that He loved Lazarus.  But that could
                    not be the motivating reason because He
                    could have come earlier and kept Lazarus
                    from dying.)

                                   b.   To prove that He was from God?
                    (Verse 42
                    strongly suggests this.)

                                   c.   Look again at vv. 23-27. Martha
                    says that
                    part of the belief in Jesus is the belief
                    that He is the Son of God and has the
                    power of resurrection and life.)

                         2.   Our lesson (Monday) says, "Explain how the
               resurrection of Lazarus confirms the biblical
               evidence that the dead sleep."  What answer
               would you give to this? (Nowhere in the Bible
               does Lazarus talk about his disappointment in
               being ripped out of heaven and returned to
               earth.  Nowhere does he describe heaven.)

                                   a.   Is there another possible
                    conclusion to
                    be drawn from this story?  Could you also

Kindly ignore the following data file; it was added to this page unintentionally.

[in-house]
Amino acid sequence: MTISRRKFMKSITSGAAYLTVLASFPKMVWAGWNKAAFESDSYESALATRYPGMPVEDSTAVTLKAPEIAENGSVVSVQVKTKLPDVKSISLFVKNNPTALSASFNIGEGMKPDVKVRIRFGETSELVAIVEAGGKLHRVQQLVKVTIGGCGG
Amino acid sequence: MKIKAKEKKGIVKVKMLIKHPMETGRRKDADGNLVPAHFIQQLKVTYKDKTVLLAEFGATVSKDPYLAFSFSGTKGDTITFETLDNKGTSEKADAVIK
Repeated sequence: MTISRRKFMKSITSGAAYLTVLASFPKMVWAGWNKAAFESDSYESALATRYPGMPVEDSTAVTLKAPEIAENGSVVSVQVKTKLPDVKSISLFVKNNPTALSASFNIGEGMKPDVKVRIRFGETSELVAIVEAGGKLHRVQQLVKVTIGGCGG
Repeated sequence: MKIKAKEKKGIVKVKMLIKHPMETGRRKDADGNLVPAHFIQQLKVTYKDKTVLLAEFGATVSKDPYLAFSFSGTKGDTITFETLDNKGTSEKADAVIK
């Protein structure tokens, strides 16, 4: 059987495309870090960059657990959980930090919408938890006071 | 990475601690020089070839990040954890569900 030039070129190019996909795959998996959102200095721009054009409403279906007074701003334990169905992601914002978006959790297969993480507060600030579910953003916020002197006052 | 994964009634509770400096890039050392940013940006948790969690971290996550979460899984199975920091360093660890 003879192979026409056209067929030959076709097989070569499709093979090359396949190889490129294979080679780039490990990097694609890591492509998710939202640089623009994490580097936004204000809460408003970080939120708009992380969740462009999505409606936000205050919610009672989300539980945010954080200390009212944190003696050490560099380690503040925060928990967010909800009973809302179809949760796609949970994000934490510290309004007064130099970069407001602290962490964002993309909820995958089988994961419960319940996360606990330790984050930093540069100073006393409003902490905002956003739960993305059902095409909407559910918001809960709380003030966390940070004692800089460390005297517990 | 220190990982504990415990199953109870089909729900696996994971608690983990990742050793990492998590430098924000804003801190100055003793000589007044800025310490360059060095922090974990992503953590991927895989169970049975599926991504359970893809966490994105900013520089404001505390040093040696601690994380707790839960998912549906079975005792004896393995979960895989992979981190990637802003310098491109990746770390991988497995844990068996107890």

explain how the resurrection of Lazarus
                    confirms the biblical evidence that Jesus
                    has the power to raise people to life
                    before the "resurrection at the last day"

                                   b.   Do you think Jesus has the power to
                    people to life before the resurrection?
                    (He says (v.25) that He has that power
                    and this story proves He has the power to
                    restore life.)

                                   c.   Let's read two sections of the Bible.
                    Deuteronomy 34:7-8 and Matthew 17:1-4.
                    What does this reveal? (That a man who
                    died shows up on earth and is talking to

                                   d.   Is it possible that upon your death
                    will go to heaven?

                                             (1)  Do you think that upon
                         your death
                         you will go to heaven?

                                             (2)  If it is possible that